MaC-Notes: Taking my inspiration from Pete Fountain
When we agree upon how much we will miss musicians like Pete Fountain who passed last Saturday at the age of 86, we are recognizing how much their work influenced and benefited our sense of community spirit. Pete’s remarkable consistency as a performer and as a person is a big reason he will be remembered warmly and why his example will remain something to which contemporary and future musicians can aspire.
I’m not naive about the “new” New Orleans. I know who hasn’t come back in the almost eleven years since the failure of our Federal levees in the aftermath of that 2005 hurricane. I am aware of the land grab, literal and figurative, that has seen our neighborhoods gentrified by opportunistic developers and flippers, our education system taken over by corporatized charter schools, our needs for public transportation and other services placed second to tourism infrastructure, the brazen privatization of our hospital system, a proliferation of profiteering not-for-profits, and a pseudo-entrepreneurial, faux-“sharing economy” expropriating what makes New Orleans special and unique.
Yes, when they pass, the injustices around us make our culture-bearers, whose work connects us to our city and our neighbors, missed all the more.
Musicians are arguably the best suited to reinforce our common goals and shared aspirations. In New Orleans, one reason is because musicians are so accessible. I don’t mean our ubiquity, although music being “everywhere” plays a role, as much as the fact that our best traditions invite participation and encourage unabashed, often spirited, unity. Another reason, for better or worse, is that engagement of the experiences we provide is generally very affordable. Hell, let’s be real, our work as performers and teachers often borders on charity. We are the ultimate community volunteers!
Engagement of our indigenous music can and should be more than a diversion. Hopefully, like me, you can recall a specific moment when Mr. Pete’s rich, distinctive clarinet tone and his renditions of “Just a Closer Walk With Thee,” or “Basin Street Blues” evoked a connection to New Orleans. Because of his long and steadfast career, that feeling is shared by millions worldwide.
That connection is the meaning of community spirit.
Regardless of what directions conversations about our city’s future take, regardless of whose agendas are co-opting or perverting what is authentic or essential, we need to embrace the pride our best musicians inspire. Then, we need to take that inspiration and work towards the best New Orleans we can imagine.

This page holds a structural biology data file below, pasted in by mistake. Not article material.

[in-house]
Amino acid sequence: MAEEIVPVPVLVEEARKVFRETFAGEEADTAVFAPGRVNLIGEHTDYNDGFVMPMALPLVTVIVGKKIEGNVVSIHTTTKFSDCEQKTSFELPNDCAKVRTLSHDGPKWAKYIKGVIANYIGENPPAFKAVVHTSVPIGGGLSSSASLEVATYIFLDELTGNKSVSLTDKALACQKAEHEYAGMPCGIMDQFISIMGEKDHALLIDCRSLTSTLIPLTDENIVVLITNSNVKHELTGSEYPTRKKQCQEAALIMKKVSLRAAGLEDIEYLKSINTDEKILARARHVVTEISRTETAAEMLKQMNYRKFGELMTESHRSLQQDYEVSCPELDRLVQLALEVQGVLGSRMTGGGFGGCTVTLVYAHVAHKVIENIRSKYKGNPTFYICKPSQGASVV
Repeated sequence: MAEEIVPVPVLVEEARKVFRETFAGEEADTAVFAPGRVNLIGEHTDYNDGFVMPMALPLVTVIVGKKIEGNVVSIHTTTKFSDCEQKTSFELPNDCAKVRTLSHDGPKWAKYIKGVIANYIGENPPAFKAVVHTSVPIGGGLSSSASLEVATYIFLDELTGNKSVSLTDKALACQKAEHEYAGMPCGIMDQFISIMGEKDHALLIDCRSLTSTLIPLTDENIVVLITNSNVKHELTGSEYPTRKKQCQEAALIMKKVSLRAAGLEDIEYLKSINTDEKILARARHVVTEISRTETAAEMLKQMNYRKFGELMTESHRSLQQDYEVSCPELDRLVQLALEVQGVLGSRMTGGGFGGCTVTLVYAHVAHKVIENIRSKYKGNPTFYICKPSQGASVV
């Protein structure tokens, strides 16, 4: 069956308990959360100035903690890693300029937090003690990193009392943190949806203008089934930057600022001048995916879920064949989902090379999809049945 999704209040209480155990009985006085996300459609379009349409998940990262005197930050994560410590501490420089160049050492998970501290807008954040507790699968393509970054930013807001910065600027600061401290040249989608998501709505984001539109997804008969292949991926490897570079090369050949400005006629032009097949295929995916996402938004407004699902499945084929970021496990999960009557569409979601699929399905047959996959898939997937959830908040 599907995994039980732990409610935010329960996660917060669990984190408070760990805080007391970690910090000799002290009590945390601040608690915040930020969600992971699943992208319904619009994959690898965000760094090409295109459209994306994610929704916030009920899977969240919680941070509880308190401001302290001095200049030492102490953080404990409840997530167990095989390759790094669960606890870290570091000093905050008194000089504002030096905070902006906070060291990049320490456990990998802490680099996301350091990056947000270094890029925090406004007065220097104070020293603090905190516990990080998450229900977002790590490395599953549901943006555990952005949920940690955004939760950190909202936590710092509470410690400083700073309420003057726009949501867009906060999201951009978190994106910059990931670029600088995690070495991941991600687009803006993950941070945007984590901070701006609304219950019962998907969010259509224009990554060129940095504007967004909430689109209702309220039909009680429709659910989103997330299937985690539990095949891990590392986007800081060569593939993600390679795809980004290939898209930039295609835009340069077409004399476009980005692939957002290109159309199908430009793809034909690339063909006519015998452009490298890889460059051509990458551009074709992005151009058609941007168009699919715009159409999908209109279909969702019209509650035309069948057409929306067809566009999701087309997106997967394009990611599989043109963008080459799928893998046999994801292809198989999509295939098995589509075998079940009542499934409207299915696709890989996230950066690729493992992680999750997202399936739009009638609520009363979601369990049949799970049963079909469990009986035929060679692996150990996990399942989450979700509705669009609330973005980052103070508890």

For example, I started this column because my personal vision didn’t necessarily mean bike paths, Segway tours or a cultural landscape dictated by NIMBY neighborhood associations or our tourism companies. Each week, I attempt to share current concerns of MaCCNO, who strives for a self-representing cultural community and fights for civic policy that is conducive to vibrant, organic cultural activity. This week, an example would be encouraging stake-holders, locals and visitors alike, to voice their concerns and follow the issue of short term rentals being addressed at the City Planning Commission’s meeting.
But, this is also a good place to share news about the cultural expressions we want to protect. To this end, although I’ll be on tour in the NE, I’ll be in New Orleans in spirit on August 17th as you all take to the streets to bid farewell to Maestro LaFontaine following his funeral service at St. Louis Cathedral.
As promised in this week’s title, here’s “My Inspiration” from Pete Fountain.
Evan Christopher is a noted member of the New Orleans music community and advocates for the cultural workforce. Click here for his performance schedule. He writes MAC-Notes for NolaVie. Email him with your comments about cultural issues, particularly in the music world, at firstname.lastname@example.org.